The majority of Jordan’s 4.4 million people are Arabs descended from the various tribes that have migrated to the area over the years from all directions. In addition, there are Circassians, descendants of Muslim refugees from the Tsarist Russian invasion of the Caucasus in the 19th century, and a much smaller group of Chechens. Jordan also has a small Armenian population. More than 92% of Jordanians are Sunni Muslims, and about 6% are Christians who live mainly in Amman, Madaba, Karak and Salt. The majority of Christians belong to the Greek Orthodox Church, but there are also Greek Catholics, a small Roman Catholic community, Syrian Orthodox, Coptic Orthodox,  Armenian Orthodox and a few Protestant denominations found mostly in Amman. Several small Shi’a and Druze populations can also be found in Jordan. Jordan values its diverse population, and has consequently provided for the cultural rights of all its citizens. All of Jordan’s  ethnic and religious groups have full freedom to form and participate Ain their own clubs, associations, schools or places of worship. Ethnic groups are also free to teach their own languages. The tradition of tolerance and appreciation for diversity has long been a hallmark of Hashemite Jordan and it has helped to provide a stable social foundation on which to build the country.

Jordan Holidays – Food and Drink
The cuisine varies, although most restaurants have a mixed menu which includes both Arabic and European dishes. Dishes include meze (small starters such as humus, fool, kube and tabouleh) A variety of kebabs; Mahshi Waraq ‘inab (vine leaves stuffed with rice, minced meat and spices)  Musakhan (chicken in olive oil and onion sauce roasted on Arab bread) and the Jordanian speciality mensaf (stewed lamb in a yogurt sauce served on a bed of rice), a dish which is normally eaten with the hand. Sweets are very popular and include: Baklava (pastry filled with nuts or honey) Kanafa (pastry filled with nuts or goats cheese) Ataif (small fried pancakes filled with nuts or cheese and traditionally eaten during Ramadan) and mohallabiya (milk-based pudding perfumed with rose water or orange). Drinking Arabic coffee is a ritual. Coffee tends to be very strong and is served in small cups (with plenty of coffee grounds at the bottom).Local beer, wine and other types of alcohol are served in most restaurants and bars, except during the fasting month of Ramadan (non-Arabic nationals can drink alcohol only in hotels during Ramadan).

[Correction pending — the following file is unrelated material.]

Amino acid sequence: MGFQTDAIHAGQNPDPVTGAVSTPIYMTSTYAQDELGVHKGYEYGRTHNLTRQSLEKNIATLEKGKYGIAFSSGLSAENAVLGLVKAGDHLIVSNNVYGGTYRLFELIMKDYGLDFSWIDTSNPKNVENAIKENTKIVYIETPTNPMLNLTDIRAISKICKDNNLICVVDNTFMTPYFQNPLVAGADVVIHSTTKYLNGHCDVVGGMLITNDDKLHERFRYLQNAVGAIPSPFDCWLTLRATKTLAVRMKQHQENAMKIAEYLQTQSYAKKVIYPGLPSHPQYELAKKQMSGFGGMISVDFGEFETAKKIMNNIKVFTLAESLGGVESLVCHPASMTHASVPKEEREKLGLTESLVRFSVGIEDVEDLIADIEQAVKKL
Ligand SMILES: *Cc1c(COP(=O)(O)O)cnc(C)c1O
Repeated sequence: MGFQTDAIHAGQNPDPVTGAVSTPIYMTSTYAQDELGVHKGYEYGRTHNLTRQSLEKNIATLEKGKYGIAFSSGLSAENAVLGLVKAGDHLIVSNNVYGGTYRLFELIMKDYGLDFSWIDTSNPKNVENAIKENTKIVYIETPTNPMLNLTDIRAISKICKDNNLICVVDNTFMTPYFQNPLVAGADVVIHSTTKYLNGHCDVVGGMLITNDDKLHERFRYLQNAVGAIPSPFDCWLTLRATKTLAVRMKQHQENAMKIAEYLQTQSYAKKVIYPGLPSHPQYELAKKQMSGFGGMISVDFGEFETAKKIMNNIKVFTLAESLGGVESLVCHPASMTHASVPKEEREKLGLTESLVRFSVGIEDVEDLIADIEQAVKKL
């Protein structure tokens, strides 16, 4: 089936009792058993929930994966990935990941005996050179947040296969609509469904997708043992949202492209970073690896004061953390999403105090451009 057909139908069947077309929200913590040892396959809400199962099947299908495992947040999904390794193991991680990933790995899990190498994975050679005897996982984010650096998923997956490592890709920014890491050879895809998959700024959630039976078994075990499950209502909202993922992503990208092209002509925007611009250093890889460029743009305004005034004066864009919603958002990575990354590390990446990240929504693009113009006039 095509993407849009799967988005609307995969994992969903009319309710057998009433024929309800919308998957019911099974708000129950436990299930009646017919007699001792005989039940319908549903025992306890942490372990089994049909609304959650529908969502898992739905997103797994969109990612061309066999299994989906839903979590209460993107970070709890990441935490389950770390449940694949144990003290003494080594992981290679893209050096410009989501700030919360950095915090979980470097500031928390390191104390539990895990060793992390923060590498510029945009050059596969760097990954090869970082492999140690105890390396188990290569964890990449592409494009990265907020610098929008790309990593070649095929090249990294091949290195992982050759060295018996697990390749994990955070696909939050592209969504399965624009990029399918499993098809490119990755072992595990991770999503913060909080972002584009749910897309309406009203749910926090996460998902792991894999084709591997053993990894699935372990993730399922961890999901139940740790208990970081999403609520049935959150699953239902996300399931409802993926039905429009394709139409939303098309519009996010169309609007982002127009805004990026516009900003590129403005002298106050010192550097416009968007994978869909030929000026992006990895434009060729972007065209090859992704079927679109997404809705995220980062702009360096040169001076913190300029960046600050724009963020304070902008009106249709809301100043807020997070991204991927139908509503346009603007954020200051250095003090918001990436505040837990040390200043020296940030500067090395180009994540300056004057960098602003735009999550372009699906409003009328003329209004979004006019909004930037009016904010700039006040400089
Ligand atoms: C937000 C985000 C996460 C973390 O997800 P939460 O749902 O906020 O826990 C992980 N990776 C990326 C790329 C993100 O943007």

Jordan Holidays – Transport
By road: Main roads are good (there are nearly 3000km (1900 miles) of paved roads in the country), but desert tracks should be avoided. It is important to make sure that the vehicle is in good condition if travelling on minor roads or tracks. Take plenty of water and follow local advice carefully. In case of breakdown, contact the Automobile Association. Traffic drives on the right. Speed limits are 60kph/38mph (cities), 80 kph/50mph (country roads) and 120kph/75mph (motorways). There are frequent passport controls along the Red Sea and travellers are advised to have their papers ready.By bus:Services are efficient and cheap. JETT bus company operates services from Amman to other towns and citiesin the country. There are daily services to Aqaba and Petra. By taxi: Share-taxi service to all towns on fixed routes is also available for private hire. Share-taxis to Petra should be booked in advance owing to demand. Car hire: Avis and four national companies operate services in the main towns, including Amman and Aqaba, available also from hotels and travel agents. Drivers are available for the day.Documentation: National driving licences are accepted if they have been issued at least one year before travel. However, an International Driving Permit is recommended. Visitors are not allowed to drive a vehicle with normal Jordanian plates unless they have a Jordanian driving licence.